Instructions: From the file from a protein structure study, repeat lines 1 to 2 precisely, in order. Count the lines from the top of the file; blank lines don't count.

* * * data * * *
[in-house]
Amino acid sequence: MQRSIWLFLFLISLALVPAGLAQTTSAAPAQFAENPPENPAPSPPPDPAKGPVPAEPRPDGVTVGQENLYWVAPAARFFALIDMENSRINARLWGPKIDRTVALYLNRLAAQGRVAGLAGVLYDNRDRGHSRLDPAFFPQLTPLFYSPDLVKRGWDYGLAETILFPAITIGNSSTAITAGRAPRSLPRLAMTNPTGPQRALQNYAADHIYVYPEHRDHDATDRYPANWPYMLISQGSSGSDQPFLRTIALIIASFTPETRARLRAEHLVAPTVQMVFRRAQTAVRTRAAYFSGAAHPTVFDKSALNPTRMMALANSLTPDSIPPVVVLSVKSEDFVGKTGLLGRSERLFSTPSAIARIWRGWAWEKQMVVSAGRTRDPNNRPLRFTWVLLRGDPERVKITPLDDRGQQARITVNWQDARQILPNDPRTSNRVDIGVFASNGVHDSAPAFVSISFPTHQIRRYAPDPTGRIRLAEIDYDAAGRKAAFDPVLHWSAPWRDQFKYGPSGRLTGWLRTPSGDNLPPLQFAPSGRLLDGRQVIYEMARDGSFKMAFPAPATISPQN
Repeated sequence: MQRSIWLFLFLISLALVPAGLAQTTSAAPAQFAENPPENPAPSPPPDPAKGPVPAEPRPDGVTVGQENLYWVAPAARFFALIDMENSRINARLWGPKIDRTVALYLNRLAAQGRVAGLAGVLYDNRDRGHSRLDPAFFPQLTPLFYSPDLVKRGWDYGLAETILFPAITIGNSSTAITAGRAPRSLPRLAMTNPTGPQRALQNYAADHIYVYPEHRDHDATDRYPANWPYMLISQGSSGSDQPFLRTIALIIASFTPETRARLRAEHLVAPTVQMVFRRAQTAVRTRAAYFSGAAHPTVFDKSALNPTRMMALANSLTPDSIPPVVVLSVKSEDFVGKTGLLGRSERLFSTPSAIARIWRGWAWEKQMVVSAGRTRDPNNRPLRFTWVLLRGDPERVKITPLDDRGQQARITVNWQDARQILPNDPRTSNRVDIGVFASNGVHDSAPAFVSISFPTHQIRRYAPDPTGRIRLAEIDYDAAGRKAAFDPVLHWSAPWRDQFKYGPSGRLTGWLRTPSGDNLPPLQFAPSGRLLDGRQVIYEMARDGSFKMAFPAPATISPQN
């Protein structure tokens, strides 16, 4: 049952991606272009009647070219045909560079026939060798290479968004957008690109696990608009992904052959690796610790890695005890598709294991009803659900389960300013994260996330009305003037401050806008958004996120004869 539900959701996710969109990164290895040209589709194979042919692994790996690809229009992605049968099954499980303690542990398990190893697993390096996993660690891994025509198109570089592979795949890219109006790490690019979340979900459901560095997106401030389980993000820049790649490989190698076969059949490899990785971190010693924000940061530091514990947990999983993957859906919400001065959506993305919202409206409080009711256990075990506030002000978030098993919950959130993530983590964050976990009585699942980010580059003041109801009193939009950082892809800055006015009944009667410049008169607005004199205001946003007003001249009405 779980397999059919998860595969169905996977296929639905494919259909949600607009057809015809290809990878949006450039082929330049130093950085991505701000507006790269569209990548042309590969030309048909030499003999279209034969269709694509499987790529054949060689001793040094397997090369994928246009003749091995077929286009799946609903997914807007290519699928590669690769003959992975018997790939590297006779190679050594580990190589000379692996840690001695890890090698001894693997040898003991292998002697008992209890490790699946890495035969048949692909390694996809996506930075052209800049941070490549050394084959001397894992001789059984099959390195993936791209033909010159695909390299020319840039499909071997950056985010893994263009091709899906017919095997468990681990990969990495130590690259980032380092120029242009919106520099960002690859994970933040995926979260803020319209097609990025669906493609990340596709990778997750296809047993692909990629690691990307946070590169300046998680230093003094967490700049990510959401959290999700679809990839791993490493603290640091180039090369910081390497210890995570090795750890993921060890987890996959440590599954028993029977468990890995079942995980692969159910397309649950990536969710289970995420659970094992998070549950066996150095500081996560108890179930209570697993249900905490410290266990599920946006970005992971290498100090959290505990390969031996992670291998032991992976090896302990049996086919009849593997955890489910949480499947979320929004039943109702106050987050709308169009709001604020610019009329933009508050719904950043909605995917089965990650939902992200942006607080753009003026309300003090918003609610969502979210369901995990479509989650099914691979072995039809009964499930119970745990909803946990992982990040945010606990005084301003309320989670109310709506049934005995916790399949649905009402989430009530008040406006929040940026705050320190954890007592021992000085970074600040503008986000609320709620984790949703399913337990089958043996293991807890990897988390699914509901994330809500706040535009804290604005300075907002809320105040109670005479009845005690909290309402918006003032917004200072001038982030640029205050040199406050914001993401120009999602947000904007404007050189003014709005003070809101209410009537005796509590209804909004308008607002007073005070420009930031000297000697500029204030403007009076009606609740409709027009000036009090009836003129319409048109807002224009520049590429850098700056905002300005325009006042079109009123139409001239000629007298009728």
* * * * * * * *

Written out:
[in-house]
Amino acid sequence: MQRSIWLFLFLISLALVPAGLAQTTSAAPAQFAENPPENPAPSPPPDPAKGPVPAEPRPDGVTVGQENLYWVAPAARFFALIDMENSRINARLWGPKIDRTVALYLNRLAAQGRVAGLAGVLYDNRDRGHSRLDPAFFPQLTPLFYSPDLVKRGWDYGLAETILFPAITIGNSSTAITAGRAPRSLPRLAMTNPTGPQRALQNYAADHIYVYPEHRDHDATDRYPANWPYMLISQGSSGSDQPFLRTIALIIASFTPETRARLRAEHLVAPTVQMVFRRAQTAVRTRAAYFSGAAHPTVFDKSALNPTRMMALANSLTPDSIPPVVVLSVKSEDFVGKTGLLGRSERLFSTPSAIARIWRGWAWEKQMVVSAGRTRDPNNRPLRFTWVLLRGDPERVKITPLDDRGQQARITVNWQDARQILPNDPRTSNRVDIGVFASNGVHDSAPAFVSISFPTHQIRRYAPDPTGRIRLAEIDYDAAGRKAAFDPVLHWSAPWRDQFKYGPSGRLTGWLRTPSGDNLPPLQFAPSGRLLDGRQVIYEMARDGSFKMAFPAPATISPQN